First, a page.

"The Rural Juror"* Edition.
Today, Acela-Corridor ramblin', New York Times op-ed page writin', NPR/PBS opinin', upscale mansion dwellin' David "Joe Bob" Brooks took a few more minutes away from his vast spaces for entertaining to try to derail a conversation about gun control into another prissy fucking lecture about how we Birkenstock-wearing urbanites are being mean to the heartland-virtue-kissed residents of Real Murrica:
MR. BROOKS: Can-- can I just say one thing about the-- the debate we need to have? This has become-- one of the problems for this debate is it’s become a values war. It’s perceived as urban versus rural ... And frankly, it’s perceived as an attack on the lifestyle of rural people by urban people. And I admire Mayor Bloomberg enormously--there’s probably no politician I agree with more but it’s counterproductive to have him as the spokesperson for the gun law movement. There has to be more respect and more people frankly from rural and Red America who are-- who are participants in this."
Yeah. Because the real problem when it comes to coping with the carnage generated by a violent culture drowning in an ocean of guns is that the imaginary scowl from one of David Brooks' most overused straw men -- the imaginary dirty fucking hippie -- might hurt the delicate, imaginary fee-fees of some gun-owner who Mr. Brooks has never actually met but over whose farm Mr. Brooks once flew on his way to the Aspen Ideas Festival.
Pity that none of the senior elected representatives these poor, disrespected gun-lovers had the balls to go on national teevee to defend their position.
Mr. Charles P. Pierce takes apart steam-powered automaton George Will like a Tinkertoy tree house:
Over on ABC, on This Week With The Clinton Guy Shocked By Blowjobs, the experts were just as far at sea. George Effing Will, so sure was he once that global warming was a big hoax, was all fluttery about whither goest the nation.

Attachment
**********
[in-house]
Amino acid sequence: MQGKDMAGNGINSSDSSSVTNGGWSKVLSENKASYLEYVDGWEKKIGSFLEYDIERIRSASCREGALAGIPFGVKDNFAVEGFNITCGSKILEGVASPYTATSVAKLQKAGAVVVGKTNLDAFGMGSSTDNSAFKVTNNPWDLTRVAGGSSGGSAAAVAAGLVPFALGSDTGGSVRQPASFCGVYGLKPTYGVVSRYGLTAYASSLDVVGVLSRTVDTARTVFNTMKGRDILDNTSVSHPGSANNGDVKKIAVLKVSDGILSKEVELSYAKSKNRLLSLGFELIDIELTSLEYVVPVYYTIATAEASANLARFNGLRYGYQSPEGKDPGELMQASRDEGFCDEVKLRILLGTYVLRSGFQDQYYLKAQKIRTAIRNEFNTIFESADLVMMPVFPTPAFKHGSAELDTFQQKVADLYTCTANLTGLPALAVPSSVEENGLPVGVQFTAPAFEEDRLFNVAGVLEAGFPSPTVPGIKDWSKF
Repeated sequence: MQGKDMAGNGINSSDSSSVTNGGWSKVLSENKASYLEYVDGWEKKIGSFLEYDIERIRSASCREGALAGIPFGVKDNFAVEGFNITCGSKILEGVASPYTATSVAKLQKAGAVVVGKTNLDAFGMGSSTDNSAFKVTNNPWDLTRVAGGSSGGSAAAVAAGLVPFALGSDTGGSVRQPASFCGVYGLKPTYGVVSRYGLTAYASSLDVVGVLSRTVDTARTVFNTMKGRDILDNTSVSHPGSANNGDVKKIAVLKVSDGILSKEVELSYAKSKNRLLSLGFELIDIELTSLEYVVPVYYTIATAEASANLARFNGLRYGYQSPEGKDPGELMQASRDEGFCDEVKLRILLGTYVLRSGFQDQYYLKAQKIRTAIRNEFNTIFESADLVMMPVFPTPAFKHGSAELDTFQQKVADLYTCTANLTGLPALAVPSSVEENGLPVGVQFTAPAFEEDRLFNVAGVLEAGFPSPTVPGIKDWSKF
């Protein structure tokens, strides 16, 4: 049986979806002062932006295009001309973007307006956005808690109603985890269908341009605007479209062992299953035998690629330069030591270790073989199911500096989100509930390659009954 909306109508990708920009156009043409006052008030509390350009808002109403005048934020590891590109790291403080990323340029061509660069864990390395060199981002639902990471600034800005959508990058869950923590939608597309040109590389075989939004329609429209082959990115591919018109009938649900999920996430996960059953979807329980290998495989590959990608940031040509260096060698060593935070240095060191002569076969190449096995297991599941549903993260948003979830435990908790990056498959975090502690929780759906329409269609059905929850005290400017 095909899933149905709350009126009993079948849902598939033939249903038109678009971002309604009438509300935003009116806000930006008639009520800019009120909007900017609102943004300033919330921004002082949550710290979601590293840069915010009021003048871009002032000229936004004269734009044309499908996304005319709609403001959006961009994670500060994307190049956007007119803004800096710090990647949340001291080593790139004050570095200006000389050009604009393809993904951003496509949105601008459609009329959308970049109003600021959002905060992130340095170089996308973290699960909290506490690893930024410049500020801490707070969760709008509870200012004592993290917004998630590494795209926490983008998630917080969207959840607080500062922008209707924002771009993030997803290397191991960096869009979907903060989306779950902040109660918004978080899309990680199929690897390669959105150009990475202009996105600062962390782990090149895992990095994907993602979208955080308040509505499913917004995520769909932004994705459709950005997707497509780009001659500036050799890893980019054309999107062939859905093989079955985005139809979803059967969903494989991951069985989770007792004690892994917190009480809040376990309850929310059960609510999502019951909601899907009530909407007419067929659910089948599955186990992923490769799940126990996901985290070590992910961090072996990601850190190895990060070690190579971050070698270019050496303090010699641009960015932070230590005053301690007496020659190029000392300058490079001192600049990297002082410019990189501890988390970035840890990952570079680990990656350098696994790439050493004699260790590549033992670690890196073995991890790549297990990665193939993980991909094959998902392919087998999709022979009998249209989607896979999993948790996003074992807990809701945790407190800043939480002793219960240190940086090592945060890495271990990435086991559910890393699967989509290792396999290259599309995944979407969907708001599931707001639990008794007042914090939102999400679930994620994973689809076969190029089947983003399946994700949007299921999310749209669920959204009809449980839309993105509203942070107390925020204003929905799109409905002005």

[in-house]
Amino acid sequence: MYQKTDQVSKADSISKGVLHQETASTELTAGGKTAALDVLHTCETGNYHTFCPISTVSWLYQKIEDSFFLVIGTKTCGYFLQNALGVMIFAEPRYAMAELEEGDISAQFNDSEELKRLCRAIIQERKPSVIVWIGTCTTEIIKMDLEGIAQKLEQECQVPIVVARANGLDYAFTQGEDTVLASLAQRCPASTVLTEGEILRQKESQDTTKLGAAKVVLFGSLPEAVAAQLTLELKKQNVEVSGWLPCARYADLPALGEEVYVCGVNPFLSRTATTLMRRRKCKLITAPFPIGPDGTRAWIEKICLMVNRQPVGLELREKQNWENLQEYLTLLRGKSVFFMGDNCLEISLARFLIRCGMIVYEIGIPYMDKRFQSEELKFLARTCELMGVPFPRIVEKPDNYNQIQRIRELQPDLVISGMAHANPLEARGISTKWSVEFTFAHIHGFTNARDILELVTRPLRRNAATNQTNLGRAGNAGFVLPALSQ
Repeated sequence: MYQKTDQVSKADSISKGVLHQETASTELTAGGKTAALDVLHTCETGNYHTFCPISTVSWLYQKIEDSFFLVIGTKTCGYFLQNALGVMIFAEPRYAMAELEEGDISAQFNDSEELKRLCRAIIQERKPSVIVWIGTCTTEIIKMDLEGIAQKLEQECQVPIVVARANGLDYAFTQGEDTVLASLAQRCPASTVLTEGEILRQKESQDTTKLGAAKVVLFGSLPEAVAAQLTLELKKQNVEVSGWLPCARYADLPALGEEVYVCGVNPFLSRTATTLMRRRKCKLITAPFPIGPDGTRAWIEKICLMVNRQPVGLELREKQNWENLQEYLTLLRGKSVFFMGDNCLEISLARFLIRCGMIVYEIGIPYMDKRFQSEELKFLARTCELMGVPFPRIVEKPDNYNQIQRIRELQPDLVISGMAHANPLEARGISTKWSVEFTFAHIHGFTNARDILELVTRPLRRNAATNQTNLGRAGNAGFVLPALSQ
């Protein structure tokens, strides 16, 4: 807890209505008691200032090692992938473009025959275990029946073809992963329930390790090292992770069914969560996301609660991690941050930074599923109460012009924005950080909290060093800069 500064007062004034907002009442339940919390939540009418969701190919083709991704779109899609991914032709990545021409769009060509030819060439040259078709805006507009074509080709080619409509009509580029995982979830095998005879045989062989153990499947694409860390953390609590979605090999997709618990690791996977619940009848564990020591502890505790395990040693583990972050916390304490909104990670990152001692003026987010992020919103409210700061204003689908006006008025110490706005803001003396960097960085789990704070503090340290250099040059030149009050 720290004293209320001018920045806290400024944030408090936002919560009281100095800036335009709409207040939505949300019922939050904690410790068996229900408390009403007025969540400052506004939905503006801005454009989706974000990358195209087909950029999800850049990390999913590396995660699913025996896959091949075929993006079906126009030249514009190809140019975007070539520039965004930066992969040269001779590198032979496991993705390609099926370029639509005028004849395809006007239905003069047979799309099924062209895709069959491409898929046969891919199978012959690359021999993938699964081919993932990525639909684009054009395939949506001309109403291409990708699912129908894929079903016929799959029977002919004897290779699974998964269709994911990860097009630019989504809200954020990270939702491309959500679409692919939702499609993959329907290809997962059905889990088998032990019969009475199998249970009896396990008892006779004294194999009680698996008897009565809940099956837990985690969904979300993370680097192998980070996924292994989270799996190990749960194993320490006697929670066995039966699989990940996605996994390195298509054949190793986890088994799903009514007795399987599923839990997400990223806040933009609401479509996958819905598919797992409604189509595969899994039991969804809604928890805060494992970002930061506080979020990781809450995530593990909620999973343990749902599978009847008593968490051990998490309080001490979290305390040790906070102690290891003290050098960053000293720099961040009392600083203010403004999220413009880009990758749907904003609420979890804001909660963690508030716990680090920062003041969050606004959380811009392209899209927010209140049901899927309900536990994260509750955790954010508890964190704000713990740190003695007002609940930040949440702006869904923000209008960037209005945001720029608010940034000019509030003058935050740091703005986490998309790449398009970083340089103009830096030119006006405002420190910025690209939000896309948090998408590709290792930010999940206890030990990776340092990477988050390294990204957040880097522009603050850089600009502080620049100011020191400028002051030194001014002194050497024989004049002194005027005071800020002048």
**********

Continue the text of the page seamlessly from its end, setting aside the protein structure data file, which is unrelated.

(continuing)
Yes. And our response is always to think that there's some defect in the social system or some prompting in the social atmosphere that causes this and, therefore, we assume, we can tailor a law to correct the defect. The problem is, the law can do three things. It can deter with severe punishments. Of course, we already have lots of deterrents against murder. They can impede the access to public spaces or to weapons. Or, third, the law can monitor and, in some cases, confine people who meet the profile of these people. The problem with this is, these people are determined, psychotic, and often suicidal. It's very difficult to deter someone like that or impede. And then when you come to the question of monitoring or confining, you look at the profile. These are often men, young men, young, unmarried men, young men who are socially awkward, and sometimes young, unmarried, socially awkward men who have been diagnosed or even prescribed some kind of psychotropic medicine. The civil liberties and privacy issues involved in trying to monitor people in this not insignificant cohort who fit that profile are insuperable.
Well, hell, then, let's all get a beer. Nonetheless, you could see that the perfectly legitimate mental-health aspect of this case is going nonetheless be used merely as the main dodge — even more than video games and the evil inherent in the heart of sinful man — for the people who don't want to discuss this country's idiotic fetish for deadly firearms.
Meanwhile. David Frum (former George W. Bush boot-black and current op-ed columnist for CNN and "The Daily Beast") advises President Obama to do exactly nothing:...
Why Obama shouldn't lead fight against gun violenceMr. Frum says Americas must wait for a grassroots movement to rise up, organize itself and get this job done precisely because the Conservative Movement has lost its damn mind: